FFRF asserts Colorado shouldn’t fund religious entities


The Freedom From Religion Foundation will be attempting to convince a Colorado civil rights committee this evening that the state constitutional “No Aid” clause should be preserved and enforced.

FFRF Director of Strategic Response Andrew Seidel will be testifying at the University of Denver tonight, Tuesday, July 18, at around 6 p.m. before the Colorado Advisory Committee to the U.S. Commission on Civil Rights on the importance of preserving the state’s “No Aid” clause, commonly referred to as the Blaine Amendment.

In 1875, Congressman James Blaine proposed an amendment to the U.S. Constitution. Although this amendment failed to pass the U.S. Congress, 38 states including Colorado, adopted some form of the Blaine Amendment in their constitutions. In June 2015, the Colorado Supreme Court ruled that a county scholarship program that aided religious schools would violate the state’s Blaine Amendment (also known as the “No Aid” Clause), which bars “public moneys” from being allocated “in aid of any church or sectarian society.”

The no-funding principle has a long, clear history that shows it was designed to foster religious freedom, FFRF asserts.

“The principle in every No Aid Clause, including Colorado’s, is that the government should not tax citizens to benefit a religion,” Seidel states in his testimony. “Religious education, propagation and worship should be the result of free and voluntary support given by the faithful.”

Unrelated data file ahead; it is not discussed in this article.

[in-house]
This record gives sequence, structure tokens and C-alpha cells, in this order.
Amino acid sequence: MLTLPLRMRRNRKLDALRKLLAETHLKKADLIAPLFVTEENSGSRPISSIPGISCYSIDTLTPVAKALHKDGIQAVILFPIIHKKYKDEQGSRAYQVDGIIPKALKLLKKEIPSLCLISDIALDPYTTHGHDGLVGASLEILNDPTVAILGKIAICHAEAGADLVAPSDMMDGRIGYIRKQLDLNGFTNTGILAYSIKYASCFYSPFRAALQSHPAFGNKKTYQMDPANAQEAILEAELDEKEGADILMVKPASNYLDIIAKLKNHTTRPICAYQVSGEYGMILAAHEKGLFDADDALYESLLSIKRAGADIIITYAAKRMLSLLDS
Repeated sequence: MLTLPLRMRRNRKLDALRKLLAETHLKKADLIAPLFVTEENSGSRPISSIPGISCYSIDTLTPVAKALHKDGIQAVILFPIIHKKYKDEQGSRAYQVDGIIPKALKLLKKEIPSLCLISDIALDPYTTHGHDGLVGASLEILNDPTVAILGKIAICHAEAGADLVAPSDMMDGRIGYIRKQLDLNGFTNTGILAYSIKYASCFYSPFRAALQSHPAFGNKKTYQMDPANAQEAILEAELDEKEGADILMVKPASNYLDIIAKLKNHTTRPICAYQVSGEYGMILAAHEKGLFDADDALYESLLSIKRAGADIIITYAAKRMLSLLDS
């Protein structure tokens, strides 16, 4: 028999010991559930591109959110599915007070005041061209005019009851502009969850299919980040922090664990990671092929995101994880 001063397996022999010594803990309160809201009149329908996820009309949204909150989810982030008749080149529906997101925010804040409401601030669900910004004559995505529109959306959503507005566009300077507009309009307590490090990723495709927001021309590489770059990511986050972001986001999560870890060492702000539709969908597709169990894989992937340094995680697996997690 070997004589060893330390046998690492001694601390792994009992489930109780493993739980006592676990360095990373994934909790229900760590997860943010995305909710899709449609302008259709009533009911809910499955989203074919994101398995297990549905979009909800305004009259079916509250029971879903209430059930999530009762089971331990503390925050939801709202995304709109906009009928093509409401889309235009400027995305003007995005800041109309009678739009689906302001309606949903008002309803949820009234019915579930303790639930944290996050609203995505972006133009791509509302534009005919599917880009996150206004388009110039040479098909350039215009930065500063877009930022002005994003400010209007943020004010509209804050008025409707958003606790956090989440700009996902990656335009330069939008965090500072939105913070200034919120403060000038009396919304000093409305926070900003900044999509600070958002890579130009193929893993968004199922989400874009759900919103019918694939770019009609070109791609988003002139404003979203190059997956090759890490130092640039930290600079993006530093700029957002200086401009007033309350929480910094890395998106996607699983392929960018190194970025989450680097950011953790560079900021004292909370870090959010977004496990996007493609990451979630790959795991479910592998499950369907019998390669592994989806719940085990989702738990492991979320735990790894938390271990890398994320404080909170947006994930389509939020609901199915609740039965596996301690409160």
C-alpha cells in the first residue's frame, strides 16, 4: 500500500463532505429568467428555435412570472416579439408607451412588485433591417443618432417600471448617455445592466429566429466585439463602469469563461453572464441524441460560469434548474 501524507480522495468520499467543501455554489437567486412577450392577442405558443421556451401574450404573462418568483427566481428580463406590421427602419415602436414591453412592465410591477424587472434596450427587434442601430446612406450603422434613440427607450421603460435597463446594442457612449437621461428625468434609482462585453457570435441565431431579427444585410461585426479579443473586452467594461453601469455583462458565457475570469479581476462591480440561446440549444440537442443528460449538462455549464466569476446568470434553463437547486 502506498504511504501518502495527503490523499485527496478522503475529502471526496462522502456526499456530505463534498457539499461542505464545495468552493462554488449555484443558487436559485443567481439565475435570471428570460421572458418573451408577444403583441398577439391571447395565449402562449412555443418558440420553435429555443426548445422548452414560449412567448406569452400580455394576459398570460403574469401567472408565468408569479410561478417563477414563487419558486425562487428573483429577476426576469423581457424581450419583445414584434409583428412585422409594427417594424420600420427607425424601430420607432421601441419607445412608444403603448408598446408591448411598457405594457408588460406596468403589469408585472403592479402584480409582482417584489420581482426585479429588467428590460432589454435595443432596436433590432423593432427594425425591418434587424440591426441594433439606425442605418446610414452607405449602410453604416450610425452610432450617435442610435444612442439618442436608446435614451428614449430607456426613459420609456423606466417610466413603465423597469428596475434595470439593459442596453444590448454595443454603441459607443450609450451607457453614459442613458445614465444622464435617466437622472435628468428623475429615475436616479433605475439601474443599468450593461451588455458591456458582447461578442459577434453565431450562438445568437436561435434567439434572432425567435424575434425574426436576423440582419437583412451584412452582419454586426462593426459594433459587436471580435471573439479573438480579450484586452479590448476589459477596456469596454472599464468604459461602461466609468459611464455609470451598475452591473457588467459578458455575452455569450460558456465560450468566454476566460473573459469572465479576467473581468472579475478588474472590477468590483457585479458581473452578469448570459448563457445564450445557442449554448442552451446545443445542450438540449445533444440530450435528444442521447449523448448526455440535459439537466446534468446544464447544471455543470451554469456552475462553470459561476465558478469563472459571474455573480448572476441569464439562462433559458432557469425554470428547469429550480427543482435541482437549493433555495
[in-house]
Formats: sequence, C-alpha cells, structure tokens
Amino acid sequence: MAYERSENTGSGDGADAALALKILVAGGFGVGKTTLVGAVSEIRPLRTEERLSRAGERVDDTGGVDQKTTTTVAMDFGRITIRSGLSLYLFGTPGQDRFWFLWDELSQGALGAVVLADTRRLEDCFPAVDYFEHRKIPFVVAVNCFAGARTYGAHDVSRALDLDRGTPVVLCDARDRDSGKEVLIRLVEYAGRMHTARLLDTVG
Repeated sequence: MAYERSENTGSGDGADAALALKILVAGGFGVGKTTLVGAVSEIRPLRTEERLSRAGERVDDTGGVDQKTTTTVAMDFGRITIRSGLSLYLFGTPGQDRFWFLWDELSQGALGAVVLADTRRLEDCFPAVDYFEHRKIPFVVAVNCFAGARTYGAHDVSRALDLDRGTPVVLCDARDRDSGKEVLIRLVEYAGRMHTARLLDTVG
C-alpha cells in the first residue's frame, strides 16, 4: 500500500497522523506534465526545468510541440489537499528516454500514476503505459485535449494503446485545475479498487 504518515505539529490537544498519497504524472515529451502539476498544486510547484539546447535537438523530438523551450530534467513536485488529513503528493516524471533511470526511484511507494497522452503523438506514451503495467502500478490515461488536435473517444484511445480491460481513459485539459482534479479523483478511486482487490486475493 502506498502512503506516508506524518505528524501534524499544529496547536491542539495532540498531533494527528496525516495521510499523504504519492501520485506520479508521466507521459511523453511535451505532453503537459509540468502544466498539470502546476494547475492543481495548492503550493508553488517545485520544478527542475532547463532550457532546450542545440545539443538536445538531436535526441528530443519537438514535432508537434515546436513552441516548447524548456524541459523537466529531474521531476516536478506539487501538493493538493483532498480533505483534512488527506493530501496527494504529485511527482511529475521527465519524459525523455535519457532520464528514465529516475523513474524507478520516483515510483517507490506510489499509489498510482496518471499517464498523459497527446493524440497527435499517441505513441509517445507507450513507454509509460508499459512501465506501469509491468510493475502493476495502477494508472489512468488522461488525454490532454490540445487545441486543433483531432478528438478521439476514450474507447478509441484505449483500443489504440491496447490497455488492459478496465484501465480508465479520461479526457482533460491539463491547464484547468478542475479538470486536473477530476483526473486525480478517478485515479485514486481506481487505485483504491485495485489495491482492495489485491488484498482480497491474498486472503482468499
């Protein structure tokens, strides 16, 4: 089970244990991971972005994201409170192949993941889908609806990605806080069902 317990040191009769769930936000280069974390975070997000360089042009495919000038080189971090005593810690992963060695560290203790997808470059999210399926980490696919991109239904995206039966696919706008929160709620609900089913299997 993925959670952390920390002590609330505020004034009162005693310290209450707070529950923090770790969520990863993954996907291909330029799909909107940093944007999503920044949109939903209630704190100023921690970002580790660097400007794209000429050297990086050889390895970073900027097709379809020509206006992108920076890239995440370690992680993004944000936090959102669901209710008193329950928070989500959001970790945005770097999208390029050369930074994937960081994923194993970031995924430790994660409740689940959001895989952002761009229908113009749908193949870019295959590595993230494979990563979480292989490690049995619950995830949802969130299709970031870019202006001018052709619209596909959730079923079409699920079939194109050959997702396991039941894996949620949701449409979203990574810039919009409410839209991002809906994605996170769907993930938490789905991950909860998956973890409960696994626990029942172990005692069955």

The principle underlying No Aid Clauses dates to America’s founding and was uniformly accepted after years of experience. This history seems distant today, but was the result of centuries — millennia—of oppression by religion blended with government. Thanks to the separation of state and church, we do not have that oppressive experience.

Even now, some use the machinery of the government to impose their religion on others, FFRF points out.

“The nonprofit I represent, the Freedom From Religion Foundation, exists because people disregard clear constitutional rules all the time,” Seidel says. “We get about 5,000 state church complaints every year from all over the country. In the past five years, we’ve received more than 300 complaints from Colorado, addressing nearly 100 different violations. I have a job because in our democratic republic, individuals occupying government offices and employed by the government often use their public power to promote their personal religion.”

The push to eviscerate No Aid Clauses is meant to augment the benefit churches receive under the separation of state and church and minimize the burdens. Vouchers and school choice provide a perfect example.

Last month, the Supreme Court decided Trinity Lutheran v. Comer, holding that the state could not bar a school, even a religious school, from a state program that resurfaced playgrounds.
The Trinity Lutheran decision did not analyze or address any federal Establishment Clause concerns, nor did it declare Missouri’s No Aid provision unconstitutional. So, the impact of this ruling on Colorado’s No Aid clause is minimal.

In the minds of some school choice activists, the rise of nonreligion and the erosion of traditional Protestantism in this country is due to public schools, FFRF underscores. School choice is theoretically about privatizing education, but for many it’s about ending public education.

“And that is what will happen if We the People abandon the no-funding principle and No Aid Clauses,” Seidel concludes. “Not only will citizens be taxed to support religions in violation of their rights of conscience, and not only will this call down extensive state regulation of religious operations, it will also destroy our public schools.”

This is a scenario that will indeed spell doom for our country, Seidel will testify.

Freedom From Religion Foundation

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